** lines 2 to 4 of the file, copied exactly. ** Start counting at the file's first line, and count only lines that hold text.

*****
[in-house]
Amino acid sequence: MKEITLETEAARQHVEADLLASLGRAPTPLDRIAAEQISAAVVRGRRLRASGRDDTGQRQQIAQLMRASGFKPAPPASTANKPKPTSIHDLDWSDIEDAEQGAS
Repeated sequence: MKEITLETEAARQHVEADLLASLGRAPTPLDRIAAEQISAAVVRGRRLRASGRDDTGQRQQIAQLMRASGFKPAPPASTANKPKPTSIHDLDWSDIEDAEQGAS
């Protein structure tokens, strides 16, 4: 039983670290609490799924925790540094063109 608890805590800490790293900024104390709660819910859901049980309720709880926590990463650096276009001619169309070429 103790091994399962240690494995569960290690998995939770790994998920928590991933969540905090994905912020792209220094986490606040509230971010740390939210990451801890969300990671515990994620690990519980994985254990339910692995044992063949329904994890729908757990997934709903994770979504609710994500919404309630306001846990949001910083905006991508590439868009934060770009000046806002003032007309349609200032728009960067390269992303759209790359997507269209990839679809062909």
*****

Amino acid sequence: MKEITLETEAARQHVEADLLASLGRAPTPLDRIAAEQISAAVVRGRRLRASGRDDTGQRQQIAQLMRASGFKPAPPASTANKPKPTSIHDLDWSDIEDAEQGAS
Repeated sequence: MKEITLETEAARQHVEADLLASLGRAPTPLDRIAAEQISAAVVRGRRLRASGRDDTGQRQQIAQLMRASGFKPAPPASTANKPKPTSIHDLDWSDIEDAEQGAS
């Protein structure tokens, strides 16, 4: 039983670290609490799924925790540094063109 608890805590800490790293900024104390709660819910859901049980309720709880926590990463650096276009001619169309070429 103790091994399962240690494995569960290690998995939770790994998920928590991933969540905090994905912020792209220094986490606040509230971010740390939210990451801890969300990671515990994620690990519980994985254990339910692995044992063949329904994890729908757990997934709903994770979504609710994500919404309630306001846990949001910083905006991508590439868009934060770009000046806002003032007309349609200032728009960067390269992303759209790359997507269209990839679809062909």